The ladies going hell for leather: 'Downton effect' sees riding side-saddle return with a vengeance
Susie Mesure writes interviews, news and features for the Independent on Sunday, Independent and i, and has done for the last ten years or so give or take two lengthy maternity leaves. She is interested in just about any topic, especially anything Scandinavian, food, or consumer-orientated, and used to be the Independent’s Retail Correspondent
Sunday 20 October 2013
To the Suffragettes, it was a symbol of male domination. But the side-saddle is back in vogue for the first time in several decades. A new, mostly female, generation is reviving the archaic riding style, which is getting a modern makeover in the form of new outfits, known as habits, and saddles. Groups such as the Flying Foxes and A Bit on the Side put on displays to try to dispel the discipline's staid image.
Fans hail the "Lady Mary" effect: one saddler, Sarah Parry, says she "always notices" when Downton Abbey is back on TV. The fictional heroine of the Julian Fellowes drama hunts "aside". "It's always on a Monday morning that I get more inquiries," Ms Parry added.
The Riding Club London, which is based in Wimbledon, offers "the ultimate Downton Abbey experience". Katharine Quinlan, its managing director, said the programme had "glamorised the riding style", adding: "We've seen an increase in side-saddle lessons and requests, ranging from individuals who are looking to learn from the beginner stages, to those who want to get to a level to be able to hunt side-saddle this season."
This year alone has seen a new British side-saddle high jump record – set by Michaela Bowling at 6ft 3in – and the first ladies' side-saddle steeplechase race since the Second World War. The discipline featured at the Horse of the Year Show, which concludes today in Birmingham, and later this month the opening meet for the Leicestershire-based Quorn hunt is expected to attract around 50 enthusiasts from all over the world.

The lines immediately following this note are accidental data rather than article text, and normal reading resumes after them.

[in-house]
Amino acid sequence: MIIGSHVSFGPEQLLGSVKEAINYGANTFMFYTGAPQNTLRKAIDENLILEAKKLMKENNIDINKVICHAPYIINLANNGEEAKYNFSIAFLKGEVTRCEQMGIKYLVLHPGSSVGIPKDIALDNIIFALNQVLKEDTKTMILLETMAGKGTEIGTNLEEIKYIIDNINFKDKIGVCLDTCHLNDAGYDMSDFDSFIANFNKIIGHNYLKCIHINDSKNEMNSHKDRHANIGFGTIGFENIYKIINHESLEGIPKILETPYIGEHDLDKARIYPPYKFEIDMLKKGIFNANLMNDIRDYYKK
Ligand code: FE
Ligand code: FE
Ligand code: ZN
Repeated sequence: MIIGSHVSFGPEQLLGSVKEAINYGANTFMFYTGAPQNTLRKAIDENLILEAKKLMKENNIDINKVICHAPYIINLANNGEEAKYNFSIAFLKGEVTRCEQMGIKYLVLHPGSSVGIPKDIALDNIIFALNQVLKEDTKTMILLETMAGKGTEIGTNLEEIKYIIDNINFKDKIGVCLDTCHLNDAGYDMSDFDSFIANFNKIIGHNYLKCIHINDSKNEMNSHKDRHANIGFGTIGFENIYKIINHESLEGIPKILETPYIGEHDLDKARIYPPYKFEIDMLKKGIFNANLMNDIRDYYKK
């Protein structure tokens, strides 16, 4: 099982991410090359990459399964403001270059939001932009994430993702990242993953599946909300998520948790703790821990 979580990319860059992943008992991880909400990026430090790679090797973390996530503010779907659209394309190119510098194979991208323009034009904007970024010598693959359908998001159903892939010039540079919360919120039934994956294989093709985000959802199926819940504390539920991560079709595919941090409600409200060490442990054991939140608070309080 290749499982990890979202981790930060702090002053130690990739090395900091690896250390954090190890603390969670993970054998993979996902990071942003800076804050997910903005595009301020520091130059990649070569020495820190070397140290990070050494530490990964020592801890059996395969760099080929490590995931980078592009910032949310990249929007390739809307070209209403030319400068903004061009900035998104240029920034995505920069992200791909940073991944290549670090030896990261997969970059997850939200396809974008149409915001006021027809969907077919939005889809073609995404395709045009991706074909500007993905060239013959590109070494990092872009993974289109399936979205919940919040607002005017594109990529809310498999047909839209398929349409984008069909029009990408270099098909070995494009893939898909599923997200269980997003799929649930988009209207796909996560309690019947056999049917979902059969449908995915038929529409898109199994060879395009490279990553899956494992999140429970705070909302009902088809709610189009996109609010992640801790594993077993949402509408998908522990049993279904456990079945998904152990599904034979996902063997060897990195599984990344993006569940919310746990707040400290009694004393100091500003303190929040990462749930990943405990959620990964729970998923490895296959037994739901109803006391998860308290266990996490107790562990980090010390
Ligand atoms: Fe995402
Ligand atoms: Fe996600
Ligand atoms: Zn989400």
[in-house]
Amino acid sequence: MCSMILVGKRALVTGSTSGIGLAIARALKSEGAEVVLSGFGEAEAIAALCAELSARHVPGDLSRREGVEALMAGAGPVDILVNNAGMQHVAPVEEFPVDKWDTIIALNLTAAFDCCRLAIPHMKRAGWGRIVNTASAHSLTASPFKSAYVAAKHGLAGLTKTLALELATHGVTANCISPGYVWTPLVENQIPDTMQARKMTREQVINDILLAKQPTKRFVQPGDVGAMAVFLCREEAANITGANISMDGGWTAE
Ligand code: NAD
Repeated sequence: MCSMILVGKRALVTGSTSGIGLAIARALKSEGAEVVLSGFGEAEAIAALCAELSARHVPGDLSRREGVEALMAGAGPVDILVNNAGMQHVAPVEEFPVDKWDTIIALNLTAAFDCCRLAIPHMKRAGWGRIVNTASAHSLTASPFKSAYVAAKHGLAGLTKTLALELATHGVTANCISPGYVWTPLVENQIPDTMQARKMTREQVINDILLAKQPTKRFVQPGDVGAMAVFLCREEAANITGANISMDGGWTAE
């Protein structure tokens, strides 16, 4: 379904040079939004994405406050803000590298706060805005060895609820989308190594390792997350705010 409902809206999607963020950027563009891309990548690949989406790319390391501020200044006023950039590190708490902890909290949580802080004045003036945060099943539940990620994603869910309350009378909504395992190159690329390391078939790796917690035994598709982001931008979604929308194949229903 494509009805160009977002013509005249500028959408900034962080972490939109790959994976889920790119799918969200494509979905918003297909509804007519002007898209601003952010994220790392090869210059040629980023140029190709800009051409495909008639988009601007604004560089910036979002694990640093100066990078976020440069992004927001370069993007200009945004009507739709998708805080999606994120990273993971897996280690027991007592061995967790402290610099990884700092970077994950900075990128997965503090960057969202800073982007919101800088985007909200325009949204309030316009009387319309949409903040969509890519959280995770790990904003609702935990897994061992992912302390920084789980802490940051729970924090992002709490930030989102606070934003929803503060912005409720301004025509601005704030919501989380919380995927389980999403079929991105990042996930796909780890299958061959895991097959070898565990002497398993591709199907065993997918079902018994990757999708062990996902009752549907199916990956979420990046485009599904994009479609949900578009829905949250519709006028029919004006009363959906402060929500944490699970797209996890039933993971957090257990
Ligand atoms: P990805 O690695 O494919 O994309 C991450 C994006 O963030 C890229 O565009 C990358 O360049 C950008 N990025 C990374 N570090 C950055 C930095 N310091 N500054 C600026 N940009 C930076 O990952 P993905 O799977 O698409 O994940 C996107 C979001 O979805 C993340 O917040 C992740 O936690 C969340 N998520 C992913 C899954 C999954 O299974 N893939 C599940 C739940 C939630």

Membership of the Side Saddle Association, which was revived in the 1970s by the late Elizabeth Skelton, is steady at around 1,000, but interest in the riding style extends beyond the group.
Ms Parry, who took up riding aside because she had a bad back, said the attraction was "about claiming back being female". She designs and sells modern equipment, from the first ever "machine-washable" riding habit to one of the few new saddles that are made today.
Most people rely on experts such as the West Yorkshire-based Suzie Vandepeer to refurbish old saddles, which they buy online or at auctions. "It takes a lot of work to make old ones safe for hunting and jumping. People buy them blind from eBay but they don't know the condition."
For saddlers such as Ms Vandepeer, the labour is one of love as much as an enterprise. With the last three big British names in the business – Mayhew, Owen, and Champion and Wilton – all long gone, she believes it is important to keep old skills alive.
In Salisbury, Mark Romain runs courses at the Saddlery Training Centre. One of his consultants, Richard Godden, 76, is from "the last generation who went through apprenticeships when side-saddles were being made and used. When he retires, there won't be anybody left with that knowledge". His own students can apply for grants from the Queen Elizabeth Scholarship Trust, which was set up to support British craftsmanship.
For any modern women's libbers getting hot under their vintage Victorian collars, there is a surprisingly counterintuitive element to the discipline: riding aside gave Victorian women the ability to ride alongside men on the hunting field at a time when they did precious little else on a par with the opposite sex.
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